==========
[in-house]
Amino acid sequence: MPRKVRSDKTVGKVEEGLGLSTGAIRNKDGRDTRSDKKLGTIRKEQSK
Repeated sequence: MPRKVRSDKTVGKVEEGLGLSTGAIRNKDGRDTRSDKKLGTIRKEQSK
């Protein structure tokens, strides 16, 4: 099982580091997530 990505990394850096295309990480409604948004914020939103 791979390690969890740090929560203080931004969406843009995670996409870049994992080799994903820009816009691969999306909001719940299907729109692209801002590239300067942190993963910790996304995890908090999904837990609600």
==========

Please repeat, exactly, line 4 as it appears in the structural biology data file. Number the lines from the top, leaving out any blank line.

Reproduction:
């Protein structure tokens, strides 16, 4: 099982580091997530 990505990394850096295309990480409604948004914020939103 791979390690969890740090929560203080931004969406843009995670996409870049994992080799994903820009816009691969999306909001719940299907729109692209801002590239300067942190993963910790996304995890908090999904837990609600």